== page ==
Angjao

Angjao is the traditional religion of the Hingen people of Liang.   Angjao has a long history, and it has in some form been an intrinsic part of Liang's society for thousands of years. The religion has no founder, and evolved fluidly alongside the culture and people of the island empire. It's form today is a product of this long process, wherein it adapted to social and governmental demands.  

Beliefs

Angjao effects many parts of Hingen culture. The core beliefs of Angjao are informal, and there is no holy book.   Various scriptures and poems attributed to ancient priests or the words of spirits are interpreted at the will of priests and believers. It is a religion that places innate spiritual qualities in all things.

The sun, the moon, the grass below our feet, the water we drink. Give thanks for the deer you eat, and the grain that grows for you. These things are given to us by the Peh.

  Spirits called Peh (p-eh) inhabit most things. Trees, rocks, grass, waterways, and items of importance (generally antiques). Gods (Pele) are the most important of the Peh, determined somewhat abstractly based on popularity and the importance of their aspect.   The religion is formally led by the Shen, who is also the head of state of Liang. He has little oversight over actual worship, but acts as the chief priest of the worshipers of Ochino, the Pele of the island and most important figure in Angjao religion.  

Reincarnation

Reincarnation is an important tenet of Angjao belief system. A pyramid of reincarnation is followed by the Angjao's believers. Charitable and good people will rise up as they reincarnate, living as more important people in their next life, usually their own descendants.   The evil are the result individual failing, and the bad people in life will remain static, unable to progress or go backwards. To overcome a history of static upwards mobility in your family is considered a great achievement. Therein, upwards social mobility is the ultimate goal of a well lived life. Due to this, the Shen is considered the pinnacle of achievement as a mortal. Yet to be Shen is not the end goal; a good Shen, who lives wisely and rules well, may reincarnate into a spirits or magical creatures who will watch over the Liang state.   Death is the slow sapping of your soul to the next generation, the soul moving into your children or descendants as they grow old. A long life with many children means a powerful soul.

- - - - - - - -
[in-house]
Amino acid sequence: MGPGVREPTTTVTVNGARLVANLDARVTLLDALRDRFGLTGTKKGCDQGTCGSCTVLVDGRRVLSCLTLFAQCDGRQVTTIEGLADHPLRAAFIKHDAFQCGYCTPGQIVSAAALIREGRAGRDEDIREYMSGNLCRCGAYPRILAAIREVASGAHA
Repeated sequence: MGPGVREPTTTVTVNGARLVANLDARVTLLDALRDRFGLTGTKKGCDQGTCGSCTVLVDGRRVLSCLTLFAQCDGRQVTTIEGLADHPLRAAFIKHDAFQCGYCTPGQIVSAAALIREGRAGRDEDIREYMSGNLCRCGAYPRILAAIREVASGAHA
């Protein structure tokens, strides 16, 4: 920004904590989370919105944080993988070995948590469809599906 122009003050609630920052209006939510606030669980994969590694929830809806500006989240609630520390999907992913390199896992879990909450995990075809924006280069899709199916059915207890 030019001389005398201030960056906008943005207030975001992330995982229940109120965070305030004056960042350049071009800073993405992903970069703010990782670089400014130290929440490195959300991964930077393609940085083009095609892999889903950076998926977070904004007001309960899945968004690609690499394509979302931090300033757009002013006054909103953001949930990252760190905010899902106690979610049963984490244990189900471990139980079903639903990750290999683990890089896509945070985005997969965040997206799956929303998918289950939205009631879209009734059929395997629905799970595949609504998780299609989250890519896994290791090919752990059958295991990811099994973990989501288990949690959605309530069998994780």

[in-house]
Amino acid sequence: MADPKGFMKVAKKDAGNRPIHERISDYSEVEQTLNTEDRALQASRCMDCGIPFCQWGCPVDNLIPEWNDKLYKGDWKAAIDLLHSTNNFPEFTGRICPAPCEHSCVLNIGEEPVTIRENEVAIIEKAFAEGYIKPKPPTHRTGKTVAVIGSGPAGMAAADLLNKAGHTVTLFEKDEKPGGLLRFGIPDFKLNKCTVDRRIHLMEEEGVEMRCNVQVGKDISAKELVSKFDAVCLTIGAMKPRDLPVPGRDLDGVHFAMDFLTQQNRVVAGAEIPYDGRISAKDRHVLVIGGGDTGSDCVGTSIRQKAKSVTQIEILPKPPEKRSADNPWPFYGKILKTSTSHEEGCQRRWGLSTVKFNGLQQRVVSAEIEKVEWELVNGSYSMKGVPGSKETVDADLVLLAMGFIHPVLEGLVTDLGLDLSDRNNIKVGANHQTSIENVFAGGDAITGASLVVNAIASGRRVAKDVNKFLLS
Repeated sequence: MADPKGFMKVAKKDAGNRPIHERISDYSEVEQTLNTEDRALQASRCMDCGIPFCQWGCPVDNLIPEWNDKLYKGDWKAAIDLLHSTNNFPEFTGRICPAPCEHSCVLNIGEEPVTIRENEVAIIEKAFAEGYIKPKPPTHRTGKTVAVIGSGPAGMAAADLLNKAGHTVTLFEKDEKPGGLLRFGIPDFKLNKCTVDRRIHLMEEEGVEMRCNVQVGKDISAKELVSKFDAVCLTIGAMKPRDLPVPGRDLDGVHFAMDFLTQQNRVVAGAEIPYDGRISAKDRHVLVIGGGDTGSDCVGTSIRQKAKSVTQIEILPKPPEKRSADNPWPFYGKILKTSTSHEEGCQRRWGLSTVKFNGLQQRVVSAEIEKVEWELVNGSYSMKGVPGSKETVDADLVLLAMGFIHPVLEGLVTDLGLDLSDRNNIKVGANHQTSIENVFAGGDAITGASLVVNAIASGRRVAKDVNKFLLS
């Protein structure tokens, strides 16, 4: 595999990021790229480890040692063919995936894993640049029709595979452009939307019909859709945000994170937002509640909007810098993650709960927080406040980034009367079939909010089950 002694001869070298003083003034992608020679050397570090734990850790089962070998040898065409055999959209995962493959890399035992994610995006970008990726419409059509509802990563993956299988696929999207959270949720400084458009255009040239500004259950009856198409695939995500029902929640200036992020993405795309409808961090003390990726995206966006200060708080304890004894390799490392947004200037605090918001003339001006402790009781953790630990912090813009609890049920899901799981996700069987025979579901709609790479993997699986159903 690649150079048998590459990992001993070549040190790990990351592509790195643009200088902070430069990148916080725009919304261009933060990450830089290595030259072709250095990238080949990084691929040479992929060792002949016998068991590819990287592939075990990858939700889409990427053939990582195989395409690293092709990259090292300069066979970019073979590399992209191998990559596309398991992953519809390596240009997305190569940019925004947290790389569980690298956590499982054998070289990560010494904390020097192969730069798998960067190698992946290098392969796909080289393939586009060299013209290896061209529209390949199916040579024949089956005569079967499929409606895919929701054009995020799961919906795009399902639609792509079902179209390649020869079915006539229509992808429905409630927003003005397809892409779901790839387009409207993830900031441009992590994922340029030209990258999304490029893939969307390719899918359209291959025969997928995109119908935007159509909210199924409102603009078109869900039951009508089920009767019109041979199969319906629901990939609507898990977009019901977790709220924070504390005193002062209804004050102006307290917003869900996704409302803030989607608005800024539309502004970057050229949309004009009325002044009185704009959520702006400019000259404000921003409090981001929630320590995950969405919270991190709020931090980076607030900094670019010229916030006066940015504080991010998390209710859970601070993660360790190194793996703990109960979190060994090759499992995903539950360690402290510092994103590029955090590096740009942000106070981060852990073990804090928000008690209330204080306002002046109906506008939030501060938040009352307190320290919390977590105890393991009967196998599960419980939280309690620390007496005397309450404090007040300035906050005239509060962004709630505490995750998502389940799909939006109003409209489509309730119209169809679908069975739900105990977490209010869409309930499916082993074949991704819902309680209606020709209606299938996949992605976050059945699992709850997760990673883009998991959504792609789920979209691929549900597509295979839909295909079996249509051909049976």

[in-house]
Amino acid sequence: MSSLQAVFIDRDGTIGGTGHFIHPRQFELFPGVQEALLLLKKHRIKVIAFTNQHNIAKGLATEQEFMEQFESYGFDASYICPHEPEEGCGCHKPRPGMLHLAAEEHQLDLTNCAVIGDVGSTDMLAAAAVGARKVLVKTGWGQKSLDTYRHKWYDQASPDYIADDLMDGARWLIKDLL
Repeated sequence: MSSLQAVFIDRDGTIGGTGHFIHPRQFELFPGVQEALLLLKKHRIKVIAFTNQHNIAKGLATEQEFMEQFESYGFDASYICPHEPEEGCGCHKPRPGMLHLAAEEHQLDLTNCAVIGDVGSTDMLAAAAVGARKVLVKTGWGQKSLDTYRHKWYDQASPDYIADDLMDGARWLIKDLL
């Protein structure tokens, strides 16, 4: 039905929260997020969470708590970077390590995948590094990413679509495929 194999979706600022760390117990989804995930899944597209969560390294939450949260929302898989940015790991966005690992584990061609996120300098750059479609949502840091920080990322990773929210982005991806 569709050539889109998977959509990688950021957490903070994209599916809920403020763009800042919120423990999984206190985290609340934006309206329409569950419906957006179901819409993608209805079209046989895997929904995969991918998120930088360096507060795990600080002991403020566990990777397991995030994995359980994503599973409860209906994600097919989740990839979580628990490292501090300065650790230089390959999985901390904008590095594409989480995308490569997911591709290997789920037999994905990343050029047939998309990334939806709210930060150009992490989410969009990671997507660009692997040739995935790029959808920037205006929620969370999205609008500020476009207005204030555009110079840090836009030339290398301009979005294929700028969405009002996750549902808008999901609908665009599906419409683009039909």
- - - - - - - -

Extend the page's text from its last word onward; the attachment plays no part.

Taboos

There are not particularly many taboos in Angjao belief. Among them are insulting a Peh or Pele and praying to your Peh in the temple of another Peh. Discussing sex, marriage, or bodily functions within a temple's grounds is also forbidden. It is tradition to leave foot and head coverings at the door of a temple, as a mark of respect.   Outside of in relation to temple etiquette, Angjao believers generally hold to codes of conduct that may be set by their local priesthood. This means that taboos are often deeply regional, and rooted in ancient times. The shrine of a small farming village may forbid the harming of beasts of burden, or the shrine of a fisher Pele may forbid sailing during storms. Sometimes, these may sound practical and the root reason be easy to understand, but over time, some have become obscured in tradition and changed till their original purpose was lost.  

Angjao shrine

Worship

The shrines of Angjao are often informal. Shinres will be dedicated to a local god or spirit/Peh, usually a manifestation of significant local features (a mountain spirit in an alpine village, a sea god in a fishing village). The priests of these temples are employed by offerings from the local area.   In small villages, a shrine may be maintained only by a part-time volunteer priest, who has another profession, or be maintained by a village widow or elder. Priests may marry, and sometimes shrines become a family legacy, with generations continuing to maintain it.